- Observational Research
- Public Outreach
- Dunlap Fellowship
In March 2014, the Dunlap Institute for Astronomy & Astrophysics, University of Toronto, inaugurated the Dunlap Prize: an international award recognizing an individual whose remarkable achievements resonate with the Dunlap’s goals for excellence in astronomy and astrophysics.
The Dunlap Institute was established in 2008 at U of T to be a global leader in sharing scientific discovery with the public, training the next generation of astronomers, and developing innovative astronomical instrumentation to enable breakthroughs in observational research.
As a reflection of the Dunlap Institute’s commitment to public outreach and education, the first Dunlap Prize was awarded to renowned astrophysicist Neil deGrasse Tyson.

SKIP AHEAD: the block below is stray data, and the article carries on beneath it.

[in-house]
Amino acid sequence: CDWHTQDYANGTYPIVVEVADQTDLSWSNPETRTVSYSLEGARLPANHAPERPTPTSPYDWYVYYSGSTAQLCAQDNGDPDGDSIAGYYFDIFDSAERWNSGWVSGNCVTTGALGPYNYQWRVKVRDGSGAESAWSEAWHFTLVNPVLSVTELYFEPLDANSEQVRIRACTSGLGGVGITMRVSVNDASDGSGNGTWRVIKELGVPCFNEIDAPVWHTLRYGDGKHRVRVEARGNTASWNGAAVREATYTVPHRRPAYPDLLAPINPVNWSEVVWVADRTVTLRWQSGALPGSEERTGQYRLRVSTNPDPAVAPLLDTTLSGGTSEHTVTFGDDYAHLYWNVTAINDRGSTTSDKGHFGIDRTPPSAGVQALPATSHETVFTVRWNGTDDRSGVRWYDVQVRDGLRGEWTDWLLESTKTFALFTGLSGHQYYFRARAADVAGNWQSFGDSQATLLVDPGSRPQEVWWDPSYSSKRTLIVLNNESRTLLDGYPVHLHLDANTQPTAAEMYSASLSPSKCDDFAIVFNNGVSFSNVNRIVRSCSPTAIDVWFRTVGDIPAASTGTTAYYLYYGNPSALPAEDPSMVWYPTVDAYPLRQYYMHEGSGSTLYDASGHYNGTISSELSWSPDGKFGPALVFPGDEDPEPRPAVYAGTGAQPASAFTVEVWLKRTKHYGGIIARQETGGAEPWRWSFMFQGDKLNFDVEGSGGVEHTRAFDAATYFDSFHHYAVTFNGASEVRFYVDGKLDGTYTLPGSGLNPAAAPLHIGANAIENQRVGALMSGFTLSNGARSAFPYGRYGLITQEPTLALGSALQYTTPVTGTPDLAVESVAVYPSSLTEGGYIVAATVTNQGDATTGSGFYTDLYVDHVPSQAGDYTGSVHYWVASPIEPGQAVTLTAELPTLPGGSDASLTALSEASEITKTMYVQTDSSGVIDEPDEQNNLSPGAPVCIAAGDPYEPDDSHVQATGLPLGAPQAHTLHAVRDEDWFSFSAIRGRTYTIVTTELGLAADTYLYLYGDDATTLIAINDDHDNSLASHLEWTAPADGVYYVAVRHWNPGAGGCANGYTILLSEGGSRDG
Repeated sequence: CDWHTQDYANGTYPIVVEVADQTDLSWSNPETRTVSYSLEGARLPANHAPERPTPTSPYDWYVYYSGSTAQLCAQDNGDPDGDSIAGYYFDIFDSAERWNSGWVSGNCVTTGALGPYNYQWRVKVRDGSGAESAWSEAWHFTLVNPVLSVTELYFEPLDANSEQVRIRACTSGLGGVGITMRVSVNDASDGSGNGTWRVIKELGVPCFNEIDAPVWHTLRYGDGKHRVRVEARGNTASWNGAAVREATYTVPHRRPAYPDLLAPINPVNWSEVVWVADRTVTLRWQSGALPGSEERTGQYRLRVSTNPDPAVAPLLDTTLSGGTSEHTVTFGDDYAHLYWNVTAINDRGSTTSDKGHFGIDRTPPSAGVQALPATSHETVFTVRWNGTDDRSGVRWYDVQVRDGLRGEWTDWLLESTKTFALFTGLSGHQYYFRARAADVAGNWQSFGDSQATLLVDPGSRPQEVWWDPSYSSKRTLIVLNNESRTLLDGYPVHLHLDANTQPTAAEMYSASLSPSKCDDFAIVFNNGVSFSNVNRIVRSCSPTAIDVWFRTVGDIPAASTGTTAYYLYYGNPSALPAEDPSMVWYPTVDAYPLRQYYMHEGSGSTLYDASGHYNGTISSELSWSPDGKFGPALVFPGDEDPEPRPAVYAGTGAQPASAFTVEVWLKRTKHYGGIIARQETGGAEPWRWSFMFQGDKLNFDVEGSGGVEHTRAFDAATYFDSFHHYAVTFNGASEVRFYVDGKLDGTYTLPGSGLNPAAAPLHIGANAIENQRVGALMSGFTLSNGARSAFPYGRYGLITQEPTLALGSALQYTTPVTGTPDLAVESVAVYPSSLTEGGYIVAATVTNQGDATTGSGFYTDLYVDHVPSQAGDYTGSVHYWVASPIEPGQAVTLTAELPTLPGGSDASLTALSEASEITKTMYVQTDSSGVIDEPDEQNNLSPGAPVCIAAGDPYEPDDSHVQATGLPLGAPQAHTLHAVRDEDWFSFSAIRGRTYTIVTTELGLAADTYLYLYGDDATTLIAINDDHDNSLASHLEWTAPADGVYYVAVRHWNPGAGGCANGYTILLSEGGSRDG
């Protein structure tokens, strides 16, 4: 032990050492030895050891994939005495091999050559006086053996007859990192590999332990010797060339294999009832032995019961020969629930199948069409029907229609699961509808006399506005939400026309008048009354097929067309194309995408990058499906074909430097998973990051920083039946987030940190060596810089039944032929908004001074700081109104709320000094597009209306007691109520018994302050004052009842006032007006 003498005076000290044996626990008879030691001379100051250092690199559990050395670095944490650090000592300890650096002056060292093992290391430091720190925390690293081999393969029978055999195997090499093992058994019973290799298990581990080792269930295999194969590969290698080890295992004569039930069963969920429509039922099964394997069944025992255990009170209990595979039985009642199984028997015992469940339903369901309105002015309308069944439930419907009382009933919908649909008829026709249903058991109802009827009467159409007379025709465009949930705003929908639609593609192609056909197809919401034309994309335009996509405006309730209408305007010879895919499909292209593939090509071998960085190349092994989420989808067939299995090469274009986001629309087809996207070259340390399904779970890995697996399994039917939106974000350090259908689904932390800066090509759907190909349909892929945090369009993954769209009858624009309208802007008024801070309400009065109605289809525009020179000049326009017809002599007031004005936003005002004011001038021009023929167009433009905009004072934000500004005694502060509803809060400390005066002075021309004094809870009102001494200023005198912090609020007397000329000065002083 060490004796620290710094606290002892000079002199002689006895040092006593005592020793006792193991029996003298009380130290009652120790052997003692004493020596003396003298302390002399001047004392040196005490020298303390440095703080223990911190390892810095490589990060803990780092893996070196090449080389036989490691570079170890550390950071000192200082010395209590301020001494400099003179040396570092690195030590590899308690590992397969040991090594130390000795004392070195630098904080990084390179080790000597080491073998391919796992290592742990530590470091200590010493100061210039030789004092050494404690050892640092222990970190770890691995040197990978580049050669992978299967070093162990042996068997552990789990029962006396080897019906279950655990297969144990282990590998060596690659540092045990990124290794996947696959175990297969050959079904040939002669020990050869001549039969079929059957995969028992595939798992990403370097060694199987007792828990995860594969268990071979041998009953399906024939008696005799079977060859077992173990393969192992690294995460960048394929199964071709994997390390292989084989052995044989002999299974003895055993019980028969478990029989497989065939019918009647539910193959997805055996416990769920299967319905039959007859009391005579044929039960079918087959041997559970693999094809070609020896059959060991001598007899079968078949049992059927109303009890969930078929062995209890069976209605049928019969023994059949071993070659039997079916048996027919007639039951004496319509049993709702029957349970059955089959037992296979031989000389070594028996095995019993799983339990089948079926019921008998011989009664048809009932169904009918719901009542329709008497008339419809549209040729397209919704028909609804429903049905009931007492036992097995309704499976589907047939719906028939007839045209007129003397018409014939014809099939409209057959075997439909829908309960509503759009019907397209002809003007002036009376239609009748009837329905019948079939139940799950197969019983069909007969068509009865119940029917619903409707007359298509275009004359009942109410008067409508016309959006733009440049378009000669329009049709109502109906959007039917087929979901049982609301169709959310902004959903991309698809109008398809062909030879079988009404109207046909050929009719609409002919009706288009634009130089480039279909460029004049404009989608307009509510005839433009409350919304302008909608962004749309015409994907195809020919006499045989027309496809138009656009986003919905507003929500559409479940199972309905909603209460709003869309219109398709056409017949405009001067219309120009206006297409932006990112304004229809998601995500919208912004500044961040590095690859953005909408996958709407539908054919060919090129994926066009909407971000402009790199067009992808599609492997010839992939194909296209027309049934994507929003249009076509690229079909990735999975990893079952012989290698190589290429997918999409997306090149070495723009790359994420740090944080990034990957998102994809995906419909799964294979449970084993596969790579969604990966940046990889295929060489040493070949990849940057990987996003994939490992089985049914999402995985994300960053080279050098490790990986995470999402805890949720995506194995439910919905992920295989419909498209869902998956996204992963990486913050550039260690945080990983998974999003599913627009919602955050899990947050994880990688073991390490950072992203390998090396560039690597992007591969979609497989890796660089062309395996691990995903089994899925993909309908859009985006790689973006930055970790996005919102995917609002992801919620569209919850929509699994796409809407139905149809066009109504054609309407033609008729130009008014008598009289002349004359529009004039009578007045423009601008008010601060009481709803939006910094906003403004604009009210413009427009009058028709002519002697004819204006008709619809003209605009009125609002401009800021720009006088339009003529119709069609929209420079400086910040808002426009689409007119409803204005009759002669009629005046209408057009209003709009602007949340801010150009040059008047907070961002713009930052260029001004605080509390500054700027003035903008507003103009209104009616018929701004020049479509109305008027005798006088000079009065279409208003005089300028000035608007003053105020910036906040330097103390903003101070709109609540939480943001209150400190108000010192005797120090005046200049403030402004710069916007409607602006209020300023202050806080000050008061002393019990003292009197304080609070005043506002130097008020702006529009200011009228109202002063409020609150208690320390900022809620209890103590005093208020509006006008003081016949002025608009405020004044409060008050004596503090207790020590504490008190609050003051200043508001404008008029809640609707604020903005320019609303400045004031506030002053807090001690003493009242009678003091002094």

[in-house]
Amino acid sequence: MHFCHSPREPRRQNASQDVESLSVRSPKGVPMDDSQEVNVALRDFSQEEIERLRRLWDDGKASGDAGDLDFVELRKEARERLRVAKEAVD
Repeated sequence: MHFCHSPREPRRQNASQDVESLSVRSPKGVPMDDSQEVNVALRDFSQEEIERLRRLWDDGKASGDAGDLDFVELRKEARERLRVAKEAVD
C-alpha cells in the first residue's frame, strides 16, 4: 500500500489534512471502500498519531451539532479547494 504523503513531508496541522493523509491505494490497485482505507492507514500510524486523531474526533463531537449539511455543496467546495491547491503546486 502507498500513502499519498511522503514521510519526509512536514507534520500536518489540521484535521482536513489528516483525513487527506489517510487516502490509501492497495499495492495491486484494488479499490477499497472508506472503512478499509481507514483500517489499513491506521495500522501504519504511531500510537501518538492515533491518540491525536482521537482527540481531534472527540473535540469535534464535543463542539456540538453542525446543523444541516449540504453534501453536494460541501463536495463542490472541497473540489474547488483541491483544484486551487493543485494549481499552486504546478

Dr. Tyson is an exceptional communicator, a prolific author and writer, was the host of PBS’s NOVA ScienceNOW, and currently hosts the popular StarTalk Radio podcast. He is the presenter of COSMOS : A Spacetime Odyssey, the follow-up to Carl Sagan’s Landmark television series.
According to Michael Reid, the Dunlap’s Director of Public Outreach, “Because of his tireless and highly successful efforts to communicate astronomy to the public, Dr. Tyson was a clear choice to be the first Dunlap Prize winner.”
Dr. Tyson received his PhD in astrophysics from Columbia University and, following postdoctoral work at Princeton, became founding Chair of the Department of Astrophysics at the American Museum of Natural History in New York City. There, he was project scientist for the reconstruction of the Hayden Planetarium, where he is now Astrophysicist and Frederick P. Rose Director.
The prize ceremony took place on Friday, March 21st, 2014, at the University of Toronto with invited guests in attendance.
Following the ceremony, Dr. Tyson delivered the Dunlap Prize Lecture to a capacity crowd in the U of T’s Convocation Hall. “Science and technology in the hands of enlightened people can transform the world,” said Tyson. “Let’s all try and do that together.”